Justice Department Charges 4 Over Attempt To Topple Andrew Jackson Statue In D.C. : Live Updates: Protests For Racial Justice The men are accused of trying to tear down the monument in Lafayette Park, near the White House. President Trump promises to prosecute such cases to the fullest extent of the law.
NPR logo Justice Department Charges 4 Over Attempt To Topple Andrew Jackson Statue In D.C.

Justice Department Charges 4 Over Attempt To Topple Andrew Jackson Statue In D.C.

The Justice Department has charged four men in connection with the June 22 attempt to take down the statue of Andrew Jackson in Lafayette Park in Washington, D.C. Andrew Harnik/AP hide caption

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Andrew Harnik/AP

The Justice Department has charged four men in connection with the June 22 attempt to take down the statue of Andrew Jackson in Lafayette Park in Washington, D.C.

Andrew Harnik/AP

The Justice Department is charging four men with destruction of federal property over an attempt to topple a statue of Andrew Jackson in Washington, D.C.

In a criminal complaint unsealed on Saturday, the DOJ alleges that Lee Michael Cantrell, 47, Connor Matthew Judd, 20, Ryan Lane, 37, and Graham Lloyd, 37, participated in a June 22 attempt to tear down the statue in Lafayette Park, just near the White House.

The Justice Department statement says that video evidence shows all four, along with other unidentified individuals, attempting to pull down and damage the statue of Jackson, who protesters apparently targeted over his treatment of Native Americans and ownership of enslaved people.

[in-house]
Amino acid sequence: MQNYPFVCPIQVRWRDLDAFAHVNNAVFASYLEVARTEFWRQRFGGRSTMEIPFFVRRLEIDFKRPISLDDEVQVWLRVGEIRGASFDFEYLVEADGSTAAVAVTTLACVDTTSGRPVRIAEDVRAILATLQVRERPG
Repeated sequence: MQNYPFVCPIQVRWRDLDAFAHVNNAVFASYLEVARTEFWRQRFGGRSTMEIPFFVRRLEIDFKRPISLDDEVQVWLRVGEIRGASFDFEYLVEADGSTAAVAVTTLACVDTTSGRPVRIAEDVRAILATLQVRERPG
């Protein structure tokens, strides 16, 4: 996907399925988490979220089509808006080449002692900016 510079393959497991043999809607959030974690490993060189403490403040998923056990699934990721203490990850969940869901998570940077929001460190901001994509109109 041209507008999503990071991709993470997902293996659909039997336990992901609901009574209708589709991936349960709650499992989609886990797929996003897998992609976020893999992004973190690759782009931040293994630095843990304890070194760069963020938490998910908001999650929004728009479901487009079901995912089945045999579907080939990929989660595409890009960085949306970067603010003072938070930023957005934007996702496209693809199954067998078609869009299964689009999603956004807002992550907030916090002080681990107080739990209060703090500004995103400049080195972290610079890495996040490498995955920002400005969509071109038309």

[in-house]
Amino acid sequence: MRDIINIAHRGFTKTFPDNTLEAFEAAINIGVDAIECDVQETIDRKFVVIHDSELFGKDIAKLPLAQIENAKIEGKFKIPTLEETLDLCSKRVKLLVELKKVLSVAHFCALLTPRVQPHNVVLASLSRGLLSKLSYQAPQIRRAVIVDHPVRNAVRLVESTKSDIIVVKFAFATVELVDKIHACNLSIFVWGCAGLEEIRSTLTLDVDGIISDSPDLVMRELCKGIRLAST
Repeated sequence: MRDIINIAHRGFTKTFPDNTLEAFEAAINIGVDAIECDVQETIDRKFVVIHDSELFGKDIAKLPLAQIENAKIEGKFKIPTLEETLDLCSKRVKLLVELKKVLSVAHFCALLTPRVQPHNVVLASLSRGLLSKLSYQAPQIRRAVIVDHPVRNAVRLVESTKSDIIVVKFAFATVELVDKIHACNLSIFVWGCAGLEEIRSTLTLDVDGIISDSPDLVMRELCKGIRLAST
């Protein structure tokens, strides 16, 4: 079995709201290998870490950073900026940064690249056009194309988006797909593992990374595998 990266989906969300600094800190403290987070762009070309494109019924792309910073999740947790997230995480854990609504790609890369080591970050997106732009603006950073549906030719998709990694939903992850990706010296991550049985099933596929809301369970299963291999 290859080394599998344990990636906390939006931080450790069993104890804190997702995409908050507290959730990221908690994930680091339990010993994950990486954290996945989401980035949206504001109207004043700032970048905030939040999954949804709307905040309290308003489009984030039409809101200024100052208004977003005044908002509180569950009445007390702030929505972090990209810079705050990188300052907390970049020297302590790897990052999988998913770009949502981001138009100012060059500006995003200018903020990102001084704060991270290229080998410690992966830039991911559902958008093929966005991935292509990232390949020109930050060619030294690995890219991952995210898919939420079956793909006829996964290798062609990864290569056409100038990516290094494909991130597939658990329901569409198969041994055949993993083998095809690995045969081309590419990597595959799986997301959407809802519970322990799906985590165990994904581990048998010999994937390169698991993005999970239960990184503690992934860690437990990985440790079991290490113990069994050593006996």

As of Saturday, Judd was the only one of the four who had been taken into custody.

The charges were filed the same day that President Trump signed an executive order promising a crackdown on the destruction of federal monuments and threatening prosecution to the fullest extent of the law.

"I just had the privilege of signing a very strong Executive Order protecting American Monuments, Memorials, and Statues - and combatting recent Criminal Violence. Long prison terms for these lawless acts against our Great Country!" Trump tweeted after signing the order Friday.

Trump followed up his executive action by tweeting out wanted posters of people that U.S. Park Police say are responsible for damage to the park near the White House. During the course of nationwide protests, Trump has expressed furor over efforts to take down statues, previously threatening to invoke a 2003 law to give fines and jail time to those who deface or destroy federal monuments.

The attempted tear-down of Jackson's statue provoked cries of "disgraceful vandalism" from Trump, who notably holds the 7th president in high regard.